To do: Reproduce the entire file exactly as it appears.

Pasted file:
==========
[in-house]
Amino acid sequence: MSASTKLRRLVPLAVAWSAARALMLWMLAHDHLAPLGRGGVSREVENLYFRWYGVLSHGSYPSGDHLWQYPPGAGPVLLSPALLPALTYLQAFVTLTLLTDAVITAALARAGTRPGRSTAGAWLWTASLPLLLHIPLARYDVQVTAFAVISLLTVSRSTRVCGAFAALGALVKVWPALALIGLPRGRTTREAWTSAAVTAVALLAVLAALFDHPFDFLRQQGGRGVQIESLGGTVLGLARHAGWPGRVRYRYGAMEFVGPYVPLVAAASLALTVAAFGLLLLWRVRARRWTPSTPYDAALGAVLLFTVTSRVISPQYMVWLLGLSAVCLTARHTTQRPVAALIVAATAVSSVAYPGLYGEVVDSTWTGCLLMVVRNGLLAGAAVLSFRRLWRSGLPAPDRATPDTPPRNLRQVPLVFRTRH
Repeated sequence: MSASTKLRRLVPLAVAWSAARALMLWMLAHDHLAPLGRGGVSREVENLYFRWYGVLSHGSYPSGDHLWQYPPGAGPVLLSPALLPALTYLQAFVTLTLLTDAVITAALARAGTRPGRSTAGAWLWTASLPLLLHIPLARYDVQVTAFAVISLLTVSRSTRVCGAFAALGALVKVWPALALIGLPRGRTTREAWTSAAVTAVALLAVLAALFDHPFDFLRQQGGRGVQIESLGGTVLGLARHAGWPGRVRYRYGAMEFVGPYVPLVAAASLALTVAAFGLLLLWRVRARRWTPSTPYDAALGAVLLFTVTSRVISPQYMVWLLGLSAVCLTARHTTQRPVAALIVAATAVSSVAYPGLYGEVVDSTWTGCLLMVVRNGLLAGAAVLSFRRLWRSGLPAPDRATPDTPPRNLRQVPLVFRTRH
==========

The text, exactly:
[in-house]
Amino acid sequence: MSASTKLRRLVPLAVAWSAARALMLWMLAHDHLAPLGRGGVSREVENLYFRWYGVLSHGSYPSGDHLWQYPPGAGPVLLSPALLPALTYLQAFVTLTLLTDAVITAALARAGTRPGRSTAGAWLWTASLPLLLHIPLARYDVQVTAFAVISLLTVSRSTRVCGAFAALGALVKVWPALALIGLPRGRTTREAWTSAAVTAVALLAVLAALFDHPFDFLRQQGGRGVQIESLGGTVLGLARHAGWPGRVRYRYGAMEFVGPYVPLVAAASLALTVAAFGLLLLWRVRARRWTPSTPYDAALGAVLLFTVTSRVISPQYMVWLLGLSAVCLTARHTTQRPVAALIVAATAVSSVAYPGLYGEVVDSTWTGCLLMVVRNGLLAGAAVLSFRRLWRSGLPAPDRATPDTPPRNLRQVPLVFRTRH
Repeated sequence: MSASTKLRRLVPLAVAWSAARALMLWMLAHDHLAPLGRGGVSREVENLYFRWYGVLSHGSYPSGDHLWQYPPGAGPVLLSPALLPALTYLQAFVTLTLLTDAVITAALARAGTRPGRSTAGAWLWTASLPLLLHIPLARYDVQVTAFAVISLLTVSRSTRVCGAFAALGALVKVWPALALIGLPRGRTTREAWTSAAVTAVALLAVLAALFDHPFDFLRQQGGRGVQIESLGGTVLGLARHAGWPGRVRYRYGAMEFVGPYVPLVAAASLALTVAAFGLLLLWRVRARRWTPSTPYDAALGAVLLFTVTSRVISPQYMVWLLGLSAVCLTARHTTQRPVAALIVAATAVSSVAYPGLYGEVVDSTWTGCLLMVVRNGLLAGAAVLSFRRLWRSGLPAPDRATPDTPPRNLRQVPLVFRTRH